What Parents Can Do in Cases of Student Sex Assault
Student-on-student sexual assault is not just a problem on college campuses. It threatens thousands of kids a year in elementary, middle and high schools across America. Rich or poor, urban or rural, no school is immune. AP journalists spent a year investigating sexual assaults in elementary and secondary schools. It found they occurred anywhere students were left unsupervised: buses and bathrooms, hallways and locker rooms. Sometimes, victims and offenders were as young as 5 or 6. This story is part of that reporting project.
What can parents do if they believe their child has been the victim of sexual abuse at school? Here's advice from Adele Kimmel, a senior attorney at the Washington, D.C., nonprofit organization Public Justice who is an expert on school bullying:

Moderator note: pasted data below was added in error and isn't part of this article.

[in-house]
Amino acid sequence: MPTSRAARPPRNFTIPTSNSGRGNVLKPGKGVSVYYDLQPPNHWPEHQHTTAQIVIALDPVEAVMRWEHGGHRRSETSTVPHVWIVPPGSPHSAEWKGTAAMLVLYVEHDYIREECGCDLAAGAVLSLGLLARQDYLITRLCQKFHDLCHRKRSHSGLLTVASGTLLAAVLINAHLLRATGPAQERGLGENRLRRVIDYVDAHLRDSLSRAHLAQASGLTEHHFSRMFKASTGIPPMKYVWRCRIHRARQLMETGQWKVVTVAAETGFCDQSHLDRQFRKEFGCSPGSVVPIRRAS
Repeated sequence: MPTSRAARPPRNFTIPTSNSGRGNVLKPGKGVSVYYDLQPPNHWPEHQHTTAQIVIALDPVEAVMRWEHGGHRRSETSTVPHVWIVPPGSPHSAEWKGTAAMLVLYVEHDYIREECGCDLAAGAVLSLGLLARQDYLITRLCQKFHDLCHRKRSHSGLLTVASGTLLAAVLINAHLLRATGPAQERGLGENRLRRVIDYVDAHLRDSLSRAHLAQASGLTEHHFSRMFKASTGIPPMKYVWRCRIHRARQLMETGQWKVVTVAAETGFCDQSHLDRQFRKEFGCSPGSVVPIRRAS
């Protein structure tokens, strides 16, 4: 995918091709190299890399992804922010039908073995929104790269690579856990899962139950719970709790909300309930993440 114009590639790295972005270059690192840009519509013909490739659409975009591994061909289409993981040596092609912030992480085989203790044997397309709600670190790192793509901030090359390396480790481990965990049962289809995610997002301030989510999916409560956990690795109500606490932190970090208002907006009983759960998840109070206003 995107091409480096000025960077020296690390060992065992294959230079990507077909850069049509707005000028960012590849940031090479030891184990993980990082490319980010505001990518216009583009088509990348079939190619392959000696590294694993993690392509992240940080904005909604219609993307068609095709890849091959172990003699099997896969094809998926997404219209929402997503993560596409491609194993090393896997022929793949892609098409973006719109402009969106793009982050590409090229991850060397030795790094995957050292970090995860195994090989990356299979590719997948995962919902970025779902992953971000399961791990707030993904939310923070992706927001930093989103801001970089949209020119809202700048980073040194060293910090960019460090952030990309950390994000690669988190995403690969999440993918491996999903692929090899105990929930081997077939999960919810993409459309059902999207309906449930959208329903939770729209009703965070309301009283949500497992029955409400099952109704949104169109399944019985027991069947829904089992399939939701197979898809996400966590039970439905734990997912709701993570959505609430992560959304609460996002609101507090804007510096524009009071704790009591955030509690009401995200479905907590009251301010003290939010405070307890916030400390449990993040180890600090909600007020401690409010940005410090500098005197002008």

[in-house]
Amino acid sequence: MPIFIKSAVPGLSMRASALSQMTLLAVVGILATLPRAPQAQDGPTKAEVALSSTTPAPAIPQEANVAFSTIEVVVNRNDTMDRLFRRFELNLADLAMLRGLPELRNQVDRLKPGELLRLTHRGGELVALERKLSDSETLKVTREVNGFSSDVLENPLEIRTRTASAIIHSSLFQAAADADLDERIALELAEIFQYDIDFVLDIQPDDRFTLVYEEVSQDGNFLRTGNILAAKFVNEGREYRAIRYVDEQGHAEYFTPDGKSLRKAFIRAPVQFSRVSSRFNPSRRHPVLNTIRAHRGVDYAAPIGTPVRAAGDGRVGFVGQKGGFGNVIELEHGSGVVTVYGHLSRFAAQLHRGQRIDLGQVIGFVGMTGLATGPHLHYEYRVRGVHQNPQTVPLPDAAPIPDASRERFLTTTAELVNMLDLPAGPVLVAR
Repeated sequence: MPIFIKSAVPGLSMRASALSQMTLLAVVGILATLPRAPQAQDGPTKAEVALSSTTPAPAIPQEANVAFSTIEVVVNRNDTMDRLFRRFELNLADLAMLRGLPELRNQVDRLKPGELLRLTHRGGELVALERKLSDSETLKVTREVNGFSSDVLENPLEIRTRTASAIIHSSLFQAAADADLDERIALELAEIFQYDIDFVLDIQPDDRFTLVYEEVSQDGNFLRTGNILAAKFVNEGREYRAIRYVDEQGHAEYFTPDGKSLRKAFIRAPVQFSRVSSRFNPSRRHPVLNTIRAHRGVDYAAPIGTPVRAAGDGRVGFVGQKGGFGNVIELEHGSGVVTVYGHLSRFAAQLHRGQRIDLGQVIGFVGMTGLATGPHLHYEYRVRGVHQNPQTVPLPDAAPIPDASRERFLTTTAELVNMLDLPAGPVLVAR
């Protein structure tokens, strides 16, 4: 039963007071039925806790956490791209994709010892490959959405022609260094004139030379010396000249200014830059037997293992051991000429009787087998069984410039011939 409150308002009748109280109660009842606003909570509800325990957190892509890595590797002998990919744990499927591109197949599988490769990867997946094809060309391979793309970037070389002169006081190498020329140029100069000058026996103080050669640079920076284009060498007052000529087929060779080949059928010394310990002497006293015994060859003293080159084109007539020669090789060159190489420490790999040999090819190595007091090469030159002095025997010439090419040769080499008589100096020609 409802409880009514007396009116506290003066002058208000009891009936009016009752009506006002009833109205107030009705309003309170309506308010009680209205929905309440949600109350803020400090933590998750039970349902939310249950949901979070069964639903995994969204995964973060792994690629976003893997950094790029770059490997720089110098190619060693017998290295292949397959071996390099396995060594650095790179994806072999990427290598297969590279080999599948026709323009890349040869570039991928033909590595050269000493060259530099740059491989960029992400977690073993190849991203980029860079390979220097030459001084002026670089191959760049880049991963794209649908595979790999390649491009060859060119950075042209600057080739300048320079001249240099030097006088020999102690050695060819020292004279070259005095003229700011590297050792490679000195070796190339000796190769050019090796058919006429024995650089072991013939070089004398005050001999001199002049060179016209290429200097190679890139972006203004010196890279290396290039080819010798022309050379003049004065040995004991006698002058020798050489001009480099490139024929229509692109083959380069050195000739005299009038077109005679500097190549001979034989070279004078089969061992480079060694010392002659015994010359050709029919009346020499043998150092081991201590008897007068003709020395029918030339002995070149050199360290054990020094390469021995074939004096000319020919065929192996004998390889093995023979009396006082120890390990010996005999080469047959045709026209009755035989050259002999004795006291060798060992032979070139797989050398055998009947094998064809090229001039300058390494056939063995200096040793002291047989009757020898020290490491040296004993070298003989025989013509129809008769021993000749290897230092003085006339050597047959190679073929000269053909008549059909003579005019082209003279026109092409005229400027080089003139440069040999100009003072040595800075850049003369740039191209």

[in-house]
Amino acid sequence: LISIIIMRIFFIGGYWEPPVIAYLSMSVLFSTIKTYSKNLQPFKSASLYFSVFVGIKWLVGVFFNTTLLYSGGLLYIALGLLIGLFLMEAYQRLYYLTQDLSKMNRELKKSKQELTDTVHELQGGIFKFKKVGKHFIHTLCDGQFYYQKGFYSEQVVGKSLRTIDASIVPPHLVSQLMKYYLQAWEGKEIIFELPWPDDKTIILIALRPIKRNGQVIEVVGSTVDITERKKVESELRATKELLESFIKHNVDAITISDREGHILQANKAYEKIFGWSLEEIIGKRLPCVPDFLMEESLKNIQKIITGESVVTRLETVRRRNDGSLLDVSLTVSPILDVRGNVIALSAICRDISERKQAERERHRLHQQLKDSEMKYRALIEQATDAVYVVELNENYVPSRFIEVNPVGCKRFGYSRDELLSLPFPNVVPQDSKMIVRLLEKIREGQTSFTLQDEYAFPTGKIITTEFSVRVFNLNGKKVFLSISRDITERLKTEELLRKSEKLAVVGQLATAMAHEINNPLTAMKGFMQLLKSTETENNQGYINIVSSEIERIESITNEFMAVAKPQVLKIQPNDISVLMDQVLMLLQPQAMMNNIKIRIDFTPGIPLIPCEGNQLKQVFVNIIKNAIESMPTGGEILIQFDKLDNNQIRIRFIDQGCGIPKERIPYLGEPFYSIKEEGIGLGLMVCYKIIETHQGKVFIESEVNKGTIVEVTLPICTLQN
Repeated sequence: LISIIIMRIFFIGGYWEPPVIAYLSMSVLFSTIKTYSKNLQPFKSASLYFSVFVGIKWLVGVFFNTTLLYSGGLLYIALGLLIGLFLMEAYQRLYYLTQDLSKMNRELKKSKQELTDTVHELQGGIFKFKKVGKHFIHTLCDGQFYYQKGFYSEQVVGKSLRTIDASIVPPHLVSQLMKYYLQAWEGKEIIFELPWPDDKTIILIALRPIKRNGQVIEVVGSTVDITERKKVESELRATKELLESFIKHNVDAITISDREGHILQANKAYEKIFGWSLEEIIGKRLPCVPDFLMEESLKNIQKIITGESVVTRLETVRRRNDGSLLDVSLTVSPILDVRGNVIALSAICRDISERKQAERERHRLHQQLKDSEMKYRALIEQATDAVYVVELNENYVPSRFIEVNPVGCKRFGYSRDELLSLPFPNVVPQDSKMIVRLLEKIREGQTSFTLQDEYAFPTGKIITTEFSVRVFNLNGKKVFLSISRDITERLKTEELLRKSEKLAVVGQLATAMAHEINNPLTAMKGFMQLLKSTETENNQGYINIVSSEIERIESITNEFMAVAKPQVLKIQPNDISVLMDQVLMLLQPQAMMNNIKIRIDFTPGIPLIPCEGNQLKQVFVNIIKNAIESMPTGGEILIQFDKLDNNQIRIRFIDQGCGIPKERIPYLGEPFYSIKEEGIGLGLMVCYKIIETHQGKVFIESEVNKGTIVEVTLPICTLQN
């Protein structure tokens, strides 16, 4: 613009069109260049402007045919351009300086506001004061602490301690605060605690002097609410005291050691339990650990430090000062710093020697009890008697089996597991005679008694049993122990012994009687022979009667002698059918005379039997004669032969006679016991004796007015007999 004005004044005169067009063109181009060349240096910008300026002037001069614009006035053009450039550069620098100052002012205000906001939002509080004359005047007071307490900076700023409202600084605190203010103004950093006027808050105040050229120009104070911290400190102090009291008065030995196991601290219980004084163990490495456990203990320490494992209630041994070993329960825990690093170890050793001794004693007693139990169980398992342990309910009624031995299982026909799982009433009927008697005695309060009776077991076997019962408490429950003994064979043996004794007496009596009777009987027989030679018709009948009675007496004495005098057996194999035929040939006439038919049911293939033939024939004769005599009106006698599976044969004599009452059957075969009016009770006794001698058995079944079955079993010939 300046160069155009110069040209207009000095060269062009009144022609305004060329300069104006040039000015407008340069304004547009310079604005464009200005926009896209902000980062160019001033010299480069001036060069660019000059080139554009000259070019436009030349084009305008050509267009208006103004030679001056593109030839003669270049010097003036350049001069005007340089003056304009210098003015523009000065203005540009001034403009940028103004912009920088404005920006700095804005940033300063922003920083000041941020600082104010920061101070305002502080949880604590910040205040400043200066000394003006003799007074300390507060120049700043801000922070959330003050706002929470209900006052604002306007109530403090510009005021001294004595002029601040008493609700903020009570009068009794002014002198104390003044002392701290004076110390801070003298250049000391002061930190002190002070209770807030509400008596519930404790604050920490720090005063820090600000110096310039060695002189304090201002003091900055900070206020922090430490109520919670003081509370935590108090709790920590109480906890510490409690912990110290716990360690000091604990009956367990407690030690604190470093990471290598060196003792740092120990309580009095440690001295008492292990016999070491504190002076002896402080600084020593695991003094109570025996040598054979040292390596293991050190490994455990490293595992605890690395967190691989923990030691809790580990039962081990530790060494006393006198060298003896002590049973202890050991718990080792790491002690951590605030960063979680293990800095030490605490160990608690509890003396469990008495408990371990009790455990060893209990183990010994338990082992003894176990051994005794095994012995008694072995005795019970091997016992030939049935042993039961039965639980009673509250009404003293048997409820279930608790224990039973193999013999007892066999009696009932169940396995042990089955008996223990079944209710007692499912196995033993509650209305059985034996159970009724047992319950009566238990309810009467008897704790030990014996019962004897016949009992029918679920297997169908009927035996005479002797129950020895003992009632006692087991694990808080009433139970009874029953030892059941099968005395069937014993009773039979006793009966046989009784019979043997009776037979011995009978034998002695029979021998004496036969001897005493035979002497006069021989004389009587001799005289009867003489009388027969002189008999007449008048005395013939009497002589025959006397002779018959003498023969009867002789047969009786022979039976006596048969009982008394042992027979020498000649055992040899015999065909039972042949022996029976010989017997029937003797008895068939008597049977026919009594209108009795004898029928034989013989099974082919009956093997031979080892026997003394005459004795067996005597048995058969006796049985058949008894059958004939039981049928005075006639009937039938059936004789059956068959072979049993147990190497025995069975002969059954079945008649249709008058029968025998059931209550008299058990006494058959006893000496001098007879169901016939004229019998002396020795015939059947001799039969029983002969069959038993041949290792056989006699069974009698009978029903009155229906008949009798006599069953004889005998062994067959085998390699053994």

• Discuss with their child what action the child is comfortable taking.
• Report it to someone in authority, such as the school or district's Title IX coordinator, or a principal, assistant principal or superintendent.
• Push for a prompt investigation by the school, regardless of whether the abuse has been reported to police. Schools have an obligation to conduct their own investigations. In most cases, students are not required to report such abuse to police.
• Make sure the school provides accommodations so your child can continue their education in safety. This could include an order that the accused attacker have no contact with your child, as well as a change of class or schedule; counseling and health services, academic tutoring or homeschooling at no expense to you; and greater security. The burden is not on the victim to change classes or transfer schools.
• Document all conversations with school officials and save all related emails to preserve a written record of what happened, including your efforts to alert school officials and get them to take action.
• Consider contacting a lawyer if a school refuses to conduct an investigation, won't make accommodations or punishes your child.